Given that these models were launched (JOB1) on August
    10th at Ford's Chicago Assembly Plant (CAP), and were
    originally slated for shipment on August 23rd, dealers
    were expecting larger stock levels by now. However,
    shipments of these early units were halted with
    quality concerns, though many have since been cleared
    to leave the plant following inspections and repairs,
    though only at a trickle.

    Internal Ford Motor Company documents recently
    furnished to a well known Ford enthusiast site,
    indicates that there are serious quality issues with
    the early-build Ford Five Hundred, Freestyle and
    Mercury Montego models. While the documents detail
    everything from build costs to assembly concerns, the
    most troubling area that these documents detail are a
    high number of quality issues plaguing the D3 platform
    vehicles.

    According to the documents, these early D3s have
    possibly suffered from one or more of sixty-five (65)
    quality concerns, from defective platforms to faulty
    CVT gearbox and paint quality problems. In addition,
    employees at the Chicago assembly plant have been
    voicing their concerns on the message boards of the
    Ford enthusiast site since September 25, 2004.
    However, according to the source, the sheer number and
    serious nature of several of these problems is
    abnormally high, and potentially cause for
    consternation, particularly for buyers of
    early-production Five Hundred, Freestyle and Montego
    models.

    For a company that has already been stung in the press
    and the court of public opinion for a high number of
    recalls and perceived quality lapses, fundamental
    component concerns like the quality of Ford's CVT
    transmissions have Dearborn executives and company
    loyalists alike reaching for the antacid.
  • nvbankernvbanker Posts: 7,285
    Sorry, Chuck1. I apologize. I didn't mean to offend. NV
  • chuck1chuck1 Posts: 1,405
    Apology accepted!
  • pnewbypnewby Posts: 277
    Hey Chuck, I have an early build Freestyle, and I haven't seen any of those 65 problems you mentioned. Looks like they got it right by holding the release until all was ready to go. In fact the Freestyle might be the answer to what they are looking for. More luggage room when the 3rd row is up, or use the 2nd row bench version to allow for lots of room in back, and it's also built on the same chassis as the 500 which got the highest rating and a Gold pick by the IIHS in the most recent crash tests.
  • chuck1chuck1 Posts: 1,405
    "In fact the Freestyle might be the answer to what they are looking for."

    While the Freestyle is about the same size as an Explorer, it really sounds like they need something larger than both of these vehicles. Who wants "three little ones" sitting three abreast, especially on long trips.... and then there is the luggage, stroller, baby bag, etc. issues.
  • lateralglateralg Posts: 929
    The thifd seat folds 50:50, so the vehicle will accomodate the kids & some luggage. Also, the 60:40 second seat allows two passengers & luggage.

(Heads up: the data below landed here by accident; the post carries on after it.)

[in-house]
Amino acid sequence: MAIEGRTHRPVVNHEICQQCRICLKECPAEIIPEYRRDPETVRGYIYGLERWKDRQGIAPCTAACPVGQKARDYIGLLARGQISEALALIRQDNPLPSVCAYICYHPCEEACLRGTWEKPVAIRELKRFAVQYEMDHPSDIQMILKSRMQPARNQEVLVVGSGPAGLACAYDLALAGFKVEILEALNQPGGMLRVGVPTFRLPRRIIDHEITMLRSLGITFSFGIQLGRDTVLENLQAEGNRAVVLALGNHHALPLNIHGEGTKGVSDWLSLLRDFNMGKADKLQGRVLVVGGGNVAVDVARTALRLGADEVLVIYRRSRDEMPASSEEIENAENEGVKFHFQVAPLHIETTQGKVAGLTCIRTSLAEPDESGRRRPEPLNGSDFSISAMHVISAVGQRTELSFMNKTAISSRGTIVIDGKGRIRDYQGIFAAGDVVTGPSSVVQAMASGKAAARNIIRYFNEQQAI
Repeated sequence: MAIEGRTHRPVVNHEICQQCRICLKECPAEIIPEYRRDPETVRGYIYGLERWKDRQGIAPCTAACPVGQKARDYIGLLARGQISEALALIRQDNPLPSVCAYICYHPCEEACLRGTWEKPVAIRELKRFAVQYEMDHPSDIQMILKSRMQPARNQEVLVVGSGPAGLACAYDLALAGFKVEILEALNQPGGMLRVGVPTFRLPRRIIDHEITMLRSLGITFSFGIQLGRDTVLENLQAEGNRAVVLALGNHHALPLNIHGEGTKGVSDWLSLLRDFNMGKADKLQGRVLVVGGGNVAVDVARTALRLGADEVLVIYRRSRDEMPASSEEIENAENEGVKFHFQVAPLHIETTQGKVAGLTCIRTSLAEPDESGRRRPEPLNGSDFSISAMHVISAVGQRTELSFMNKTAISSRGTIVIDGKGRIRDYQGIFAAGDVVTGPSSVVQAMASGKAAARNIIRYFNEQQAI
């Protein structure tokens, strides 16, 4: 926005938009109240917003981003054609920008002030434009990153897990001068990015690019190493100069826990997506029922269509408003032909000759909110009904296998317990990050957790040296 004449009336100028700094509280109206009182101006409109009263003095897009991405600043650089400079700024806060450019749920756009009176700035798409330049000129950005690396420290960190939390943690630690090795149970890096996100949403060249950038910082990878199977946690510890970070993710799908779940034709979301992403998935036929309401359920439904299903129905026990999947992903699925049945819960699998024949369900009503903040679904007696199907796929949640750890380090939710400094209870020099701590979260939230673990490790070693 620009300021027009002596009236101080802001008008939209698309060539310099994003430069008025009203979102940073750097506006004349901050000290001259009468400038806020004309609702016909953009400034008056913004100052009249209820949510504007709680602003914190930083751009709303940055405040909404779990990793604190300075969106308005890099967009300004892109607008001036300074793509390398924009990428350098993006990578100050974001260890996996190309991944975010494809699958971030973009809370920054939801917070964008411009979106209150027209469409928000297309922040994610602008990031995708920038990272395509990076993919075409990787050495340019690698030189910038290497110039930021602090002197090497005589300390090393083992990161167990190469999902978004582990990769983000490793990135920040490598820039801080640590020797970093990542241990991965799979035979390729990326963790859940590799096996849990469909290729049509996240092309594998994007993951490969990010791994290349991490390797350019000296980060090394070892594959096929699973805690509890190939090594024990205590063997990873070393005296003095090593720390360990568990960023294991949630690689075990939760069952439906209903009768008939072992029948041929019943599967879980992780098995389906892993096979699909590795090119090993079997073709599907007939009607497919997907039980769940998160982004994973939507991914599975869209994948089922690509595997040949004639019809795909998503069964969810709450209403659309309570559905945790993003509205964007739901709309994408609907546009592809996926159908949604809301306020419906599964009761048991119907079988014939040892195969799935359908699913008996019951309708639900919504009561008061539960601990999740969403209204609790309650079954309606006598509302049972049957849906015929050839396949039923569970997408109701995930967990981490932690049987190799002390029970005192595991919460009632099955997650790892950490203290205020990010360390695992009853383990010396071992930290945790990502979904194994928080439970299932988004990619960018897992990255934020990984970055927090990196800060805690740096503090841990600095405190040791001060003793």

• mschmalmschmal Posts: 1,757
    The Freestyle is about a foot longer than an Explorer.

    You still won't have enough luggage room on long trips.

    Mark
  • ANT14ANT14 Posts: 2,687
    All cars have issues, the issues that the 500/Montego/FS might have had, are not large enough to dignify a recall. Hence, it's not an issue. As in issue, I'm talking about the general build of a vehicle, with known problems that can cause a cocern to warrant a recall. Or one, where it's just "known" that a particular vehicle possesses a certain inherant problem.

    Some examples...Hondas CRV's fires related to leaking oil onto a hot component in the engine bay. Toyota has it's engine sludge problem on the 3.0L V6, transmission failures on it's Aisin AW units, faulty rear lightbulbs. GM has the OHV piston-slap ticking problems in it's Vortec V8's.

    The above stated are examples that have not prompted the manufacturer to issue a recall, but it's "an issue" to look out for.

    On the above stated article (which I'm quite familiar in more ways than one), those were units that were built, under "build and hold". The article was released for the authors "gloom and doom" senario of the week. He fails to mention that this same senario takes place with all new vehicle launches, by ALL manufacturer's, even Toyotas. (And I even discussed that here, at the time it was published).

    Six Sigma combed over the vehicle with a fine tooth comb and made sure that anything that wasn't perfect, would be held and rectified before release. It's like viewing a home your about to purchase, and the inspector gives you a list of things he had a problem with, yet the list was compiled as if were problems across the line...NOT specific unit related like it originally should have been.

    This is a normal procedure for all newly engineered vehicles.

    A recall was recently released a few weeks ago under: 05V515000 which pertained to a strap that could corrode, for the fuel tank bladder. This is something otherwise unsuspecting and not something a customer would complaint about, rather, the supplier altered the part in a way that didn't meet Ford's criteria, therefore Ford issued a recall for it.

    As for issues that are driven by customer complaints, there hasn't been any really to substantiate investigating by NHTSA for a recall.

    The fact remains that 500/MGO/FS were surveyed by JDPower, and rated in the top 3 of it's segment on Initial Quality. Hence, the majority of the issues were ironed out prior to the vehicles being shipped. Granted, there's always some that will develop the issue after the customer has bought the vehicle.
  • littlezlittlez Posts: 167
    gorathlives:

    My wife and I just bought a 2006 Explorer Eddie Bauer 4x2. Great new interior, 50/50 split-fold third row seat (you can get power-fold), easier access to the third row by flattening the second row seat closer to the floor, great ride and handling, Roll Stability Control, etc. We have two young children, but my 7-year old is always having friends over, so the third row is used quite a bit. Plenty of room for the kids and plenty of cupholders. Anyone who says the third row seat is cramped needs to sit in other third row seats in this segment. We did and we felt like it had the most room.

    I heard the 2006 Mountaineer has all the underpinnings of the 2005 Lincoln Aviator. I drove one for a year. Great vehicle, too. If the 2006 Mountaineer rides anything like the Aviator, it's got to be a winner, also.
  • chuck1chuck1 Posts: 1,405
    "The third seat folds 50:50, so the vehicle will accomodate the kids & some luggage. Also, the 60:40 second seat allows two passengers & luggage."

    Yes, two CHILDREN IN THE MIDDLE SEAT AND ONE IN THE THIRD. And the 3rd seat folding in half is of no use if someone sits back there (even a child) because it is CONFINING! You want the kids NOT TO SIT NEXT TO EACH OTHER ESPECIALLY ON LONG TRIPS!! (Yikes!)